"Nampeyo, The Potter"

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  • Nampeyo
    The Potter
    Iris Nampeyo (1860?Ė1942)

    was a Hopi potter who lived on the Hopi Reservation in present-day Arizona. She received the English name Iris as an infant, but was better known by her Tewa name, Num-pa-yu, meaning "snake that does not bite".

    She was born at Hano Pueblo, which is primarily made up of descendants of the Tewa tribe who fled west to Hopi lands after the Pueblo Rebellion of 1680. Her mother, Ootca-ka-o was Tewa; her father Qots-vema, from nearby Walpi Pueblo, was Hopi.

    Hopi people make ceramics painted with beautiful designs, and Nampeyo was eventually considered one of the finest Hopi potters. Nampeyo learned pottery making through the efforts of her paternal grandmother. In the 1870s, she made a steady income by selling her work at a local trading post operated by Thomas Keam. She became increasingly interested in ancient pottery form and design, recognizing them as superior to Hopi pottery produced at the time. Her second husband, Lesou (or Lesso) was employed by the archaeologist J. Walter Fewkes at the excavation of the prehistoric ruin of SikyŠtki in the 1890s. Lesou helped Nampeyo find shards showing the old forms and Fewkes produced detailed illustrations of reconstructed pots.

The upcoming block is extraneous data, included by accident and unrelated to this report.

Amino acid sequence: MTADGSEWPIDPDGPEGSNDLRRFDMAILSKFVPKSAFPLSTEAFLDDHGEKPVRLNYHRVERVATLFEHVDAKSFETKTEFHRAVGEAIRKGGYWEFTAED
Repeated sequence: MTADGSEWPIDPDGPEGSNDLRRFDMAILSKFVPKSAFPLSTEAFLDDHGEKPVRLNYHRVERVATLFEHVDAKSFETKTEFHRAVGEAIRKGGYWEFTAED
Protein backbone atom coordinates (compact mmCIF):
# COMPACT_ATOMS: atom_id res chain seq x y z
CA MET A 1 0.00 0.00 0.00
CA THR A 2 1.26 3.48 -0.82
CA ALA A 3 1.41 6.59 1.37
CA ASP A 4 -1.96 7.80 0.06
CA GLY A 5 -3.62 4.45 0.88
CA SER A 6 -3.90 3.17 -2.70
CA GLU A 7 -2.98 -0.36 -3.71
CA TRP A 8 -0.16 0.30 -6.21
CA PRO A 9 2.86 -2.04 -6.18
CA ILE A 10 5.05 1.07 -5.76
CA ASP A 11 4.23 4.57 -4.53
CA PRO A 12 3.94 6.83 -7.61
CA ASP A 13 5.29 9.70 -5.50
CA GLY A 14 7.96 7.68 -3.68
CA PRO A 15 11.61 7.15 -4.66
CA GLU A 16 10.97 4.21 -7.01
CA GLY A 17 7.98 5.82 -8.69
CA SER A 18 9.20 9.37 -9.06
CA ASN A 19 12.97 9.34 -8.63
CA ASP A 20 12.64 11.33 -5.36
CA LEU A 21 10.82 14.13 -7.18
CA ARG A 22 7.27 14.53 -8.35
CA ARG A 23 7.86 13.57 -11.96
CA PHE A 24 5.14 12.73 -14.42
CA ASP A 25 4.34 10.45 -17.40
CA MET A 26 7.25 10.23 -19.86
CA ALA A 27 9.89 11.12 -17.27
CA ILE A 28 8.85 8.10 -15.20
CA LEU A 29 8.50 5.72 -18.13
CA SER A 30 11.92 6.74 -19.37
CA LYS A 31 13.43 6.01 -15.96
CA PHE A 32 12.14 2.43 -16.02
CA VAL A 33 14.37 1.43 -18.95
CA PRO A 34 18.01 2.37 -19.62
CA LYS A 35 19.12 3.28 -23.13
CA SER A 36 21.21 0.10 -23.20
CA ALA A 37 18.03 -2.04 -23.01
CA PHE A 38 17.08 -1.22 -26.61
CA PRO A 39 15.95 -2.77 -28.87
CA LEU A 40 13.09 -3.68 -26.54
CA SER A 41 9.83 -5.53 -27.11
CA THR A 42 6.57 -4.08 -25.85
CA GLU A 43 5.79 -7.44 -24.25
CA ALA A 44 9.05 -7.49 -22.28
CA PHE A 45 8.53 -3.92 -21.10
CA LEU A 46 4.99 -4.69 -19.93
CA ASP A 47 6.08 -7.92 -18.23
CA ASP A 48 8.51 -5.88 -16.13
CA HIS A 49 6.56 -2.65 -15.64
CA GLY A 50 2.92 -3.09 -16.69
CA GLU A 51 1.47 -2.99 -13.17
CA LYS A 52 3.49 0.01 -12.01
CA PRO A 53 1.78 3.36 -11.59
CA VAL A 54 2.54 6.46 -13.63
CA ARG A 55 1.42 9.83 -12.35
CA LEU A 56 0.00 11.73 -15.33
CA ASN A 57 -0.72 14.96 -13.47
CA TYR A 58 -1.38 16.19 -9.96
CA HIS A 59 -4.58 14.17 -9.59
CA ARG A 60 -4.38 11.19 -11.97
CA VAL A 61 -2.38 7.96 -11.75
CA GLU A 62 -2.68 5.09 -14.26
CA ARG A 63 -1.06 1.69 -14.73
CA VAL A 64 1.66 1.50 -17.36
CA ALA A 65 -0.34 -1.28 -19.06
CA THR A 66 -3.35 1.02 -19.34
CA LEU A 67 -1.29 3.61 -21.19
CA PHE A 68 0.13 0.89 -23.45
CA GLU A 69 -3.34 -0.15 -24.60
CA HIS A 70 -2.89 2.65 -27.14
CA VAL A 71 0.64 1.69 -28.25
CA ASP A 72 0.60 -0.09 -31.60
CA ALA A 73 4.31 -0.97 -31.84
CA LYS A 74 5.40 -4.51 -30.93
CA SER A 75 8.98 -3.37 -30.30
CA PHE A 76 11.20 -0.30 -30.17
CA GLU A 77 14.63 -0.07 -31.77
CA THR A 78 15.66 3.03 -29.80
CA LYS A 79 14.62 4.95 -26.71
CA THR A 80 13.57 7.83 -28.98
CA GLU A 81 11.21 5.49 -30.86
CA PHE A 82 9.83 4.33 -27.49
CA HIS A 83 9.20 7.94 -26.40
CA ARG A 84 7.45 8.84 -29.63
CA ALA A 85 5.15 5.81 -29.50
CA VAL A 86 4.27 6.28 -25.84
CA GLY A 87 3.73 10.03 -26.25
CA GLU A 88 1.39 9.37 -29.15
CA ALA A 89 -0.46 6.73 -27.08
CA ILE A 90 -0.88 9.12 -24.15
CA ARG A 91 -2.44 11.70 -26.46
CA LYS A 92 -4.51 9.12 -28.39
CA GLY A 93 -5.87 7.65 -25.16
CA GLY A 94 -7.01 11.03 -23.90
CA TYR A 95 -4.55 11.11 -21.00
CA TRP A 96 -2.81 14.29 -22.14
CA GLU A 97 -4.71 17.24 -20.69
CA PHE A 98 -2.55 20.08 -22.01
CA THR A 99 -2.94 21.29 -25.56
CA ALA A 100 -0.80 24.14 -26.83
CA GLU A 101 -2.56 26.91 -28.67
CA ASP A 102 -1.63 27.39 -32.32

This original acrylic painting is one of an ongoing series of Native American personalities. This series will all be done on 18 X 24 inch canvas as mono-colors in raw umber. Currently all are available and are all for sale.

    The original "Nampeyo" is for sale. $500